The Geological Society, Burlington House Sedimentology and geomorphology have traditionally been seen as fields in which physical, and sometimes chemical, processes dominate completely. Even in settings where biological processes have long been recognised, for example in marine carbonates, focus has been almost entirely on metazoans. This is curious, because microbial communities since the Pre-Cambrian, have suffused all sedimentary environments on Earth, and at least half global biomass is prokaryotic. Are all these microbes simply bystanders? Recent research has hinted that they are key agents in controlling an impressive range of processes and products in sedimentology, bringing the fields of microbe palaeontology and bio-sedimentology into intimate alignment. The implications are fundamental, and pose the question “are large-scale sedimentological features actually microbial trace fossils?”.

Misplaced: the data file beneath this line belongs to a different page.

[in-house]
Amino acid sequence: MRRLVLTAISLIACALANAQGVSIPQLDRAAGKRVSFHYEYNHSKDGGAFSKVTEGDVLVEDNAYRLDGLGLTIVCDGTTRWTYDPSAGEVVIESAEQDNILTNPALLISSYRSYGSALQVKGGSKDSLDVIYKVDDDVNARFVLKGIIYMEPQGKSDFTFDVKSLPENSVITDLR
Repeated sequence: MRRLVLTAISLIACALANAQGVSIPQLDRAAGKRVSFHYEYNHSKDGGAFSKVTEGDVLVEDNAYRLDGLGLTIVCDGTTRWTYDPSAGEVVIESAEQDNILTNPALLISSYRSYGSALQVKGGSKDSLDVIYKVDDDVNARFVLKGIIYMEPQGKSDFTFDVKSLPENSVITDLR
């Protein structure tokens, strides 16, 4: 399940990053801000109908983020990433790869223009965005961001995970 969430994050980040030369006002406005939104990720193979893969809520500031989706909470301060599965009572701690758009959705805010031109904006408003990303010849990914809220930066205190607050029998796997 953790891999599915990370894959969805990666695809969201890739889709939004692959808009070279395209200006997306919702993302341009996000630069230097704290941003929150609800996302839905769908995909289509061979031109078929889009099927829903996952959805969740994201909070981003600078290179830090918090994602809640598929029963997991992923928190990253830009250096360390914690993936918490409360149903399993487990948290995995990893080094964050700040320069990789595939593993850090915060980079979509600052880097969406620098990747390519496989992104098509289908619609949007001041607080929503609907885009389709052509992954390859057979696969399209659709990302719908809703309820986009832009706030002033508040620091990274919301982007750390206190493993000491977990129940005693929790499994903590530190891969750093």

This meeting will put the majority of life on earth back into its proper place within the sedimentary geosciences. It will shed new light on the important roles that microbial life plays in controlling how sediments erode, transport, precipitate, deposit and cement. We will explore whether microbial processes can leave signatures in sedimentary deposits that prove life was there, despite the fact that the majority of global biomass has nearly zero preservation potential. Ultimately, we will lift the lid on the exciting field of sedimentary geobiology as we collectively work towards a new paradigm of microbial sedimentology.
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